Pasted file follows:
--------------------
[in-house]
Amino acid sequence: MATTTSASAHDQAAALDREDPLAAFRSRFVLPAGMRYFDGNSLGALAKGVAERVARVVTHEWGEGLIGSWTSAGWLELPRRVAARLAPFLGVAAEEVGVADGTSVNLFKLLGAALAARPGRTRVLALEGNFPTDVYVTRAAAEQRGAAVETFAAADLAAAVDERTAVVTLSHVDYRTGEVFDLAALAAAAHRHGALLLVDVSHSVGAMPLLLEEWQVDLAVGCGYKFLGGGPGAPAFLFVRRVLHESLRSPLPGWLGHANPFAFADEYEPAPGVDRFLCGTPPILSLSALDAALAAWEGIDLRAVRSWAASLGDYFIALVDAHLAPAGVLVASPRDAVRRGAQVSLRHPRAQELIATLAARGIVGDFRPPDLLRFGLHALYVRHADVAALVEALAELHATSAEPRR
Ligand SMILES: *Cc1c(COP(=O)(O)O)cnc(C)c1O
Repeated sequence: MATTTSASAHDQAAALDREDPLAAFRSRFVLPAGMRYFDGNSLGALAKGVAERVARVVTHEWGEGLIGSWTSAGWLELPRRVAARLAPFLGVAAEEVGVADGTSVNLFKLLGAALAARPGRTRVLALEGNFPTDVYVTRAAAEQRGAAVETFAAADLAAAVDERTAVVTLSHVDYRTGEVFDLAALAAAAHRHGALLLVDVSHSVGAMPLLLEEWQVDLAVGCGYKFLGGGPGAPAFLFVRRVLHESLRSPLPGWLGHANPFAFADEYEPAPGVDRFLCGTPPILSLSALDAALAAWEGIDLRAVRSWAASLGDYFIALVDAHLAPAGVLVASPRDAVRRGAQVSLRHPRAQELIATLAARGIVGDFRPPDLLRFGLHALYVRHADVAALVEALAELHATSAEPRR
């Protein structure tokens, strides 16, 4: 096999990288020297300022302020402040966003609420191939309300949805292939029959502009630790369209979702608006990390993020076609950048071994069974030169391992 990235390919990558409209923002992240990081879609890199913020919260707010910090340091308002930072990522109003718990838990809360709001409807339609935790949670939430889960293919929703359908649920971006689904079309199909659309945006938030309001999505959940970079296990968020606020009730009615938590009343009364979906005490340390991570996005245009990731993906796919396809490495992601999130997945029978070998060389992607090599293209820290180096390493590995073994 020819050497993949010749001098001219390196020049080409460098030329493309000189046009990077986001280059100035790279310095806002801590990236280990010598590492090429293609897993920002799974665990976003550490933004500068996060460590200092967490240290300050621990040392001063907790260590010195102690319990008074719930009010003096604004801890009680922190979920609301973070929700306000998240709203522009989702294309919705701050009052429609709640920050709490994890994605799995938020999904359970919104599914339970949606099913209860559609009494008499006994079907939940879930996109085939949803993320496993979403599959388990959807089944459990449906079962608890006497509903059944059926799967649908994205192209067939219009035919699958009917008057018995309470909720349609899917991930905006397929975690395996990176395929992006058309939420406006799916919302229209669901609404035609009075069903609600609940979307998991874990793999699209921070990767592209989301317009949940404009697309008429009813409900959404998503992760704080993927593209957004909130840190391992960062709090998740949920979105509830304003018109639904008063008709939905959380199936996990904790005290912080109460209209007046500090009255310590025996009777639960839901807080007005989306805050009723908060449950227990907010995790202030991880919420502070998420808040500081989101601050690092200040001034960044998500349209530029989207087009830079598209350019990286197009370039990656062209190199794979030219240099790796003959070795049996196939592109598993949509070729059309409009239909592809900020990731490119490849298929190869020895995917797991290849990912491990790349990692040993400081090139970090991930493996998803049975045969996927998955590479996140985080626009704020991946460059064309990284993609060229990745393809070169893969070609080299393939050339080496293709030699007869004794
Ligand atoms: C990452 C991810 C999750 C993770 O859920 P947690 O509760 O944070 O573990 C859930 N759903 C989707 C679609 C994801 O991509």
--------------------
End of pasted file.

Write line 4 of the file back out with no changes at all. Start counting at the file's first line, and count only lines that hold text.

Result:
Repeated sequence: MATTTSASAHDQAAALDREDPLAAFRSRFVLPAGMRYFDGNSLGALAKGVAERVARVVTHEWGEGLIGSWTSAGWLELPRRVAARLAPFLGVAAEEVGVADGTSVNLFKLLGAALAARPGRTRVLALEGNFPTDVYVTRAAAEQRGAAVETFAAADLAAAVDERTAVVTLSHVDYRTGEVFDLAALAAAAHRHGALLLVDVSHSVGAMPLLLEEWQVDLAVGCGYKFLGGGPGAPAFLFVRRVLHESLRSPLPGWLGHANPFAFADEYEPAPGVDRFLCGTPPILSLSALDAALAAWEGIDLRAVRSWAASLGDYFIALVDAHLAPAGVLVASPRDAVRRGAQVSLRHPRAQELIATLAARGIVGDFRPPDLLRFGLHALYVRHADVAALVEALAELHATSAEPRR